As a result, defendant was convicted of rape, sodomy, sexual abuse (sex crimes), coercion, false imprisonment and official misconduct.

Defendant appeals said decision and alleged two errors: the first relating to a pretrial ruling that would have permitted the People to cross-examine defendant regarding two other pending charges and the second relating to expert testimony regarding rape trauma syndrome.

A divided Appellate Division overturned defendant’s conviction on the first issue and a Justice of that court granted leave to appeal.

The Issue:

Whether or not the trial court erred in its pretrial ruling that would have allowed the People to cross-examine defendant (if he testified in his own defense) regarding two other criminal charges that were pending against him.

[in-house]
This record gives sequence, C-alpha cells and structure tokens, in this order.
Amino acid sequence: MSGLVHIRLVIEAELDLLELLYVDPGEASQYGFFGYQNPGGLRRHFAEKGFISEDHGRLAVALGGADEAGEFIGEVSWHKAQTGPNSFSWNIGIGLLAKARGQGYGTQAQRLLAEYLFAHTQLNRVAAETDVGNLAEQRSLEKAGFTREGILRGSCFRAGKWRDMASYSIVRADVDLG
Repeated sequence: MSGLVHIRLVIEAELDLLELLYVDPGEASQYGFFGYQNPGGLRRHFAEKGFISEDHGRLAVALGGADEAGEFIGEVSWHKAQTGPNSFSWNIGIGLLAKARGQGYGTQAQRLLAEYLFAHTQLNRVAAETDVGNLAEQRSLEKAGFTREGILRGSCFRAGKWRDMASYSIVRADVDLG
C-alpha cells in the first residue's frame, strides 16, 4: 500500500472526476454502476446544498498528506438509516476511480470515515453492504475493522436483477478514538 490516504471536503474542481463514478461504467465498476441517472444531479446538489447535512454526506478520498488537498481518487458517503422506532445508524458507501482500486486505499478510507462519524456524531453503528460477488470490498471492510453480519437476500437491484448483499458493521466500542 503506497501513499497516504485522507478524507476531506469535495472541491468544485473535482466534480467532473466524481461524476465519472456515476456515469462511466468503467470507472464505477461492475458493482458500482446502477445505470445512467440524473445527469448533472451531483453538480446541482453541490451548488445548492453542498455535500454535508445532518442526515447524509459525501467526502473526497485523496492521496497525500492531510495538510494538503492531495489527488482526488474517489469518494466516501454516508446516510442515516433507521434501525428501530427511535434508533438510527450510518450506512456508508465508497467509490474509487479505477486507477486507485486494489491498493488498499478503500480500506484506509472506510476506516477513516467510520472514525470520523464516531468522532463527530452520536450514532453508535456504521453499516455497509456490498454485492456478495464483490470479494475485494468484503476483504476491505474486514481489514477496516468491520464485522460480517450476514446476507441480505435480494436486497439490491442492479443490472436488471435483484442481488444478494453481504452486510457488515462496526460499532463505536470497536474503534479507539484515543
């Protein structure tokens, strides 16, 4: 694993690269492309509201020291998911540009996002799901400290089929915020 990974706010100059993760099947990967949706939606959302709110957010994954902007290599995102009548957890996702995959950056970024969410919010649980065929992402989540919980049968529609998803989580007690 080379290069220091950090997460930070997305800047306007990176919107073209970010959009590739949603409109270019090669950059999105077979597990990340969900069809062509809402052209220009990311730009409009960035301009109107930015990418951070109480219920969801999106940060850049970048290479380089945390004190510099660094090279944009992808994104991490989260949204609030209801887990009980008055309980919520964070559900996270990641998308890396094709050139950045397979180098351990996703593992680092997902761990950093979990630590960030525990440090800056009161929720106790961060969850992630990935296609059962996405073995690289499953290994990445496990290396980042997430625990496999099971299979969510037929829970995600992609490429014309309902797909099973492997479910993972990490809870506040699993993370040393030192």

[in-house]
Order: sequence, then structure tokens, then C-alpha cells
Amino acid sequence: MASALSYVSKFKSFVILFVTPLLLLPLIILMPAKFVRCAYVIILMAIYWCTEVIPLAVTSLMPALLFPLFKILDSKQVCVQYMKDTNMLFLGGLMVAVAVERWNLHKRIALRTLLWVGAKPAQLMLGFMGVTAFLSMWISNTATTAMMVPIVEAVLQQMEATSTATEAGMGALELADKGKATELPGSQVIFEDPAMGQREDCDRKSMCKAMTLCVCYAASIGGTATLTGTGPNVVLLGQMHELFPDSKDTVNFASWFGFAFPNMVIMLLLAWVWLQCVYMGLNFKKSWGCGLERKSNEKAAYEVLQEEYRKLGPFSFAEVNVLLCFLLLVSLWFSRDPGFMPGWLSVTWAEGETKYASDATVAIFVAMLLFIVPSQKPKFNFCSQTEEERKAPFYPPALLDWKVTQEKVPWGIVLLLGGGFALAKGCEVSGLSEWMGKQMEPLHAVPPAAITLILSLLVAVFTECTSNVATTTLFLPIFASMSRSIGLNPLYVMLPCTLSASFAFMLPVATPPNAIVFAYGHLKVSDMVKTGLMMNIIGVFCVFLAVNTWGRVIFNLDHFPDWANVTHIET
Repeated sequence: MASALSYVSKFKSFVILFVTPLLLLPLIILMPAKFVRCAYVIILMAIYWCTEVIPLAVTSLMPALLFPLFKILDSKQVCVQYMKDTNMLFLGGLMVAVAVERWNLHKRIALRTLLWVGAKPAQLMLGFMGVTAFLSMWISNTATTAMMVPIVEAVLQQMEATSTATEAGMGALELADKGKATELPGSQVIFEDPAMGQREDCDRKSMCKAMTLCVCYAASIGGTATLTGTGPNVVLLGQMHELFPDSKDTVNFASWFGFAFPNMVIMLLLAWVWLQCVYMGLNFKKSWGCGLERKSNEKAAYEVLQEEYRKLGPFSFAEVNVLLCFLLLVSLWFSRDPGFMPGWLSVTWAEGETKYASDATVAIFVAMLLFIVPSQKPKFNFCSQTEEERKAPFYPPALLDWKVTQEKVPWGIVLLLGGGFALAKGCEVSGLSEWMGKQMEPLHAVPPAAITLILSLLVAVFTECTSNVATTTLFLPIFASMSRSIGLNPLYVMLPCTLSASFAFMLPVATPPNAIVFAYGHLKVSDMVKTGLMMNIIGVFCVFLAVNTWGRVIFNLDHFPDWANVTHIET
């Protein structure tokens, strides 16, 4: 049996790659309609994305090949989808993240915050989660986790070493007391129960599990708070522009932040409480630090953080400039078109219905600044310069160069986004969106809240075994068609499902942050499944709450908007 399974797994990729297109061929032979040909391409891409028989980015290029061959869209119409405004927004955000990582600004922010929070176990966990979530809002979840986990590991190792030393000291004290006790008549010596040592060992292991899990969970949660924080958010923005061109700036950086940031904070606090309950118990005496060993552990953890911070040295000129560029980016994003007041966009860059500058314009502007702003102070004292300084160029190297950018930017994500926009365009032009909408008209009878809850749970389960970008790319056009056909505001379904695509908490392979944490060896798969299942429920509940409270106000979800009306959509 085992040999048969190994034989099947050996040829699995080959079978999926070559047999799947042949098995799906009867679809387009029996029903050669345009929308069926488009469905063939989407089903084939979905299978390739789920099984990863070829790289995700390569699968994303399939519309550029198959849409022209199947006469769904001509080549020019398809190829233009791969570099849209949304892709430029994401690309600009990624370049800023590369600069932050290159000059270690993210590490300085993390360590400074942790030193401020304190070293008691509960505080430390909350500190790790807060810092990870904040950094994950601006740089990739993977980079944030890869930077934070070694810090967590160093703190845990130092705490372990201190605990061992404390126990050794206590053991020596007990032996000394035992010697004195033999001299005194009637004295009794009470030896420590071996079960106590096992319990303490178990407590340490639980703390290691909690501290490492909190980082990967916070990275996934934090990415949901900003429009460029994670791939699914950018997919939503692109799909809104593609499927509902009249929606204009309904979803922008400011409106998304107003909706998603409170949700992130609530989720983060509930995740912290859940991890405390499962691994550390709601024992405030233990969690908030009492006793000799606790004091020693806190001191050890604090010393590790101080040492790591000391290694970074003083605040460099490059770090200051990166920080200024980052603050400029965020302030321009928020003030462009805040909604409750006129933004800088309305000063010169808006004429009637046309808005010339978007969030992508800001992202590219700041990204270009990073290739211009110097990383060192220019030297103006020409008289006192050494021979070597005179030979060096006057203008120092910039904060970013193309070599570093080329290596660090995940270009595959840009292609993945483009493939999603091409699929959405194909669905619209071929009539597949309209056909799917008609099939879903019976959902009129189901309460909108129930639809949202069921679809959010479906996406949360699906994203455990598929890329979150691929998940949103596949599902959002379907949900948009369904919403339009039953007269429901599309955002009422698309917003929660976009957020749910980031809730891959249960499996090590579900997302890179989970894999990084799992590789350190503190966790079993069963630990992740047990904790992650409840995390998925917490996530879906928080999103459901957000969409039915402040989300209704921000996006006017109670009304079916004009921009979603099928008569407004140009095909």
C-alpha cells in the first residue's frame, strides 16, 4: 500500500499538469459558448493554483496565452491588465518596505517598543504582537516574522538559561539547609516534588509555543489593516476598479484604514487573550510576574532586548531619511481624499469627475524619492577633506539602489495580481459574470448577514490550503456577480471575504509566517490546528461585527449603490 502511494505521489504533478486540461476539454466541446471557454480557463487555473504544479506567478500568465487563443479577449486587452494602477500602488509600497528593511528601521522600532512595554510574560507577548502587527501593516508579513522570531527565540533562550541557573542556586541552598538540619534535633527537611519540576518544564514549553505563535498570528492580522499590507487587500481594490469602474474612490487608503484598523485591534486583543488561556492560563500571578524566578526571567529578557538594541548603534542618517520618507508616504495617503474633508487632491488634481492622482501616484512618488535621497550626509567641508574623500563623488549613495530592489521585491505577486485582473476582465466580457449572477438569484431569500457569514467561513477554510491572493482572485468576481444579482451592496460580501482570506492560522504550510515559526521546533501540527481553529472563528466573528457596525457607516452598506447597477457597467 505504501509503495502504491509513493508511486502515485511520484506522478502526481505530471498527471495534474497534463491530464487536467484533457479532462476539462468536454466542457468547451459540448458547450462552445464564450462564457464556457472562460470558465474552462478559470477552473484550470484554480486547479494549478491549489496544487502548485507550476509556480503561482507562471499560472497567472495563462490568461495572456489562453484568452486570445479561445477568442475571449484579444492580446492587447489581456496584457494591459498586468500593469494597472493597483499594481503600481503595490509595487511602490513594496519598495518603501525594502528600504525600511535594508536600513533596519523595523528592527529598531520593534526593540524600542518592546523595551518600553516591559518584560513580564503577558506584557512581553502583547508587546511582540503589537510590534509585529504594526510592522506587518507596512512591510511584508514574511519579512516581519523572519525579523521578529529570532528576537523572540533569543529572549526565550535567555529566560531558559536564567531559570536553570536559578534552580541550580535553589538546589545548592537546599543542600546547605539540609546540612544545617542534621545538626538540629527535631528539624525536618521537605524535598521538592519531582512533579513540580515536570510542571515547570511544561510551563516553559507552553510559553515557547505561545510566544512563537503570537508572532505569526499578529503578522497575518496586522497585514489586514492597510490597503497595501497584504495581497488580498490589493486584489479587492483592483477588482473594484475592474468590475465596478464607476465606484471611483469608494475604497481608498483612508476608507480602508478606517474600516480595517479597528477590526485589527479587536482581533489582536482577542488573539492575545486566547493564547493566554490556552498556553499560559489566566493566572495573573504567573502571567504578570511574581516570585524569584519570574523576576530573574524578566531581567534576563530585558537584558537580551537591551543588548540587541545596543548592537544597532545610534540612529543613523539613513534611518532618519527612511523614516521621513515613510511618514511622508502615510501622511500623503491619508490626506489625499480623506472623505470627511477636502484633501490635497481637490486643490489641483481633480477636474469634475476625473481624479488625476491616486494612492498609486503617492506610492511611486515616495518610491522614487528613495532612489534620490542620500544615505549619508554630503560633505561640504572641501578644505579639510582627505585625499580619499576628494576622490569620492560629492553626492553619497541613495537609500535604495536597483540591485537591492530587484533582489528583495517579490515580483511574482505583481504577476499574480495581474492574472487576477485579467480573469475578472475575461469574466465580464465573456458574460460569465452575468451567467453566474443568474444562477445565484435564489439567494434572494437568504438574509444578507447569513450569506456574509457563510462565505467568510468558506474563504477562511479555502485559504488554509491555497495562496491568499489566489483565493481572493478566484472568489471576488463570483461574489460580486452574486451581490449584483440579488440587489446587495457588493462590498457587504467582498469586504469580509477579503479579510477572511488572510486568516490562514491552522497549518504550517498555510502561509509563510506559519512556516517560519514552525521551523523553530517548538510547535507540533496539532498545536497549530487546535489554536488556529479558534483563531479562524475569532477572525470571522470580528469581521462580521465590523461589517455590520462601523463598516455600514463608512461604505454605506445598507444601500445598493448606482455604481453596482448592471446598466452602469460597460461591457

The Ruling:

The court affirms the Appellate Division’s ruling.

On the issue of the Pretrial Ruling Regarding Other Pending Charges:

Defendant was indicted for official misconduct and criminal impersonation while awaiting trial. Those later charges arose out of defendant’s efforts, after he had been suspended from the force, to obtain the victim’s records from the Department of Motor Vehicles (DMV) by representing that he was a State Trooper investigating a crime in which she was a defendant.

Before trial on the rape charges commenced, the People advised defendant that, if he testified, they would cross-examine him about specified prior criminal and immoral acts affecting his credibility. On defendant’s pretrial motion addressed to the permissible scope of cross-examination regarding those acts, the trial court precluded the People’s cross-examination regarding complaints by other women that defendant, as a State Trooper, had for no reason pulled them over and engaged in inappropriate behavior. Additionally, the court limited the People’s inquiry into two areas involving claims of assault by defendant’s wife and mistress. As to the DMV incident, however, the trial court concluded that if defendant testified, he would be deemed to have waived his privilege against self-incrimination and exposed to cross-examination. Ultimately, defendant would not testify.